You see, I was raised in Los Angeles during the segregated 1940s and 1950s in a white "I'm not prejudiced but …" family.

Never a day went by in my house without that odious phrase being repeated, followed by some derogatory comment.

Incredibly, Davenport's mind-set is still mired in that sad era of history.

Gary Anderson

Westlake Village

My wife and I are white, suburban and in our 60s. We were deeply offended by Davenport's email.

Hateful attitudes cloaked in ugly humor are still hateful attitudes.

John and Ellen Kelley

Santa Barbara

Doing without just feels right

Re "40 days, 40 nights, no sugar," Opinion, April 22

I expected to read a story from a Catholic childhood or similar roots. Instead, the author offers a reflection on "power in faith, and sacrifice and discipline" as being "universal tenets for getting closer to the divine."

She is "happy to thank God — in whatever form" for what fasting from sugar brings to her.

How refreshing to read of someone who recognizes the power of the divine without having to own a definition of that divine.

There are great lessons in this simple piece.

Anne Hansen


Thank you for this discussion about sacrifice and discipline.

Starting with a childhood renunciation of sweets, and later on in fasts from alcohol, bad language and tabloid TV, I also have noticed that no matter what the target, the "sacrifice" was always doable during Lent even if not during other times of the year.

The easiest fasts were from favorite foods; the ones that forced me to take a more thoughtful approach to life were the times when I renounced the use of credit cards.

It's good to hear about the experience from someone else.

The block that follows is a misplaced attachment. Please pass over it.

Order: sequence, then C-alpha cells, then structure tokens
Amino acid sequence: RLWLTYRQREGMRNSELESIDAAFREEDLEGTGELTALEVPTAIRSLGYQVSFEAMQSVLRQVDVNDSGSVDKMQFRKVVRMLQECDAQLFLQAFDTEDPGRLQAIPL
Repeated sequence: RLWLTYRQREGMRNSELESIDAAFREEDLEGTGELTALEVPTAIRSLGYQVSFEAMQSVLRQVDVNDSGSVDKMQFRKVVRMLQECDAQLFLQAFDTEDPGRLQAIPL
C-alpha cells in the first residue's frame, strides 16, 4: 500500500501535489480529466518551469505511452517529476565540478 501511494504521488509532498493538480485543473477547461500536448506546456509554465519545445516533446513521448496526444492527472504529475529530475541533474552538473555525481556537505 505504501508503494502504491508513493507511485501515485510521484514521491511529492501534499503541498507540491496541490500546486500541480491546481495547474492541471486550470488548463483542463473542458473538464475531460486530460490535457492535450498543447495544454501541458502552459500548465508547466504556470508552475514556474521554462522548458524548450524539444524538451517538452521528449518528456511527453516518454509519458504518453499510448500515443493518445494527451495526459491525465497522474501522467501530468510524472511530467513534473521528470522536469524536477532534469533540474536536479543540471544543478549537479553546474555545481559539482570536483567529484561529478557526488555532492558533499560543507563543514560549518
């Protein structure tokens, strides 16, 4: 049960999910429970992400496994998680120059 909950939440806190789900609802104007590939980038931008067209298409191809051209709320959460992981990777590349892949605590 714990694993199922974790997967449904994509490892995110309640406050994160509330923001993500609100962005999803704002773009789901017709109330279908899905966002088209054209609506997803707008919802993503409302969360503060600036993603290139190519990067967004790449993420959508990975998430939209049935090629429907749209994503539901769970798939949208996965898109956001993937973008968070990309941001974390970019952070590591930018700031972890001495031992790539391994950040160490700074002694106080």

Diane Cunningham


Don't discourage the students

Re "Kids, do your own papers," Opinion, April 21

To mock a high school newspaper editor who turns to a professional journalist for advice strikes me as cruel.

Further, I applaud the teacher who assigns interviewing public figures for giving a substantive assignment. Teenagers may come off as distant or cold while interviewing famous adults because they are intimidated and humbled.

As a columnist for a major newspaper, Meghan Daum understandably can't respond to all requests. But I hope she will consider prioritizing requests from young people who are eager to learn from her experience. These serious students need the support and encouragement of successful adults.

I'm glad young people are being assigned to read the newspaper and engage in a deeper discussion. In today's highly interactive society, let's support these interactions rather than mock them.

Jeff Harris

San Francisco

Rest is best

Re " To sleep, perchance," Editorial, April 21

It's nothing short of outrageous that so much responsibility is placed within the hands of

air traffic controllers unable to defend against droopy eyelids. Sleep is immensely undervalued.

With electronic entertainment readily available at any moment, sleep somehow slips through our fingers. From circadian rhythms to the restorative properties of REM sleep, our shut-eye is as fragile as it is essential to cognitive performance. For example, the risk of car accidents increases significantly on the Monday following the start of daylight saving time.

The loss of a mere hour of sleep can indirectly kill.

Andrew Sibner

Palos Verdes Estates

Oh no, an Edsel!

Re "L.A.'s codependency blues," April 24

It occurred to me when looking at your front-page picture that Dodger Manager Walter Alston and Coach Charlie Dressen were riding in an Edsel. Was that not an omen?

Alan Steinharter


Copyright © 2019, Los Angeles Times
EDITION: California | U.S. & World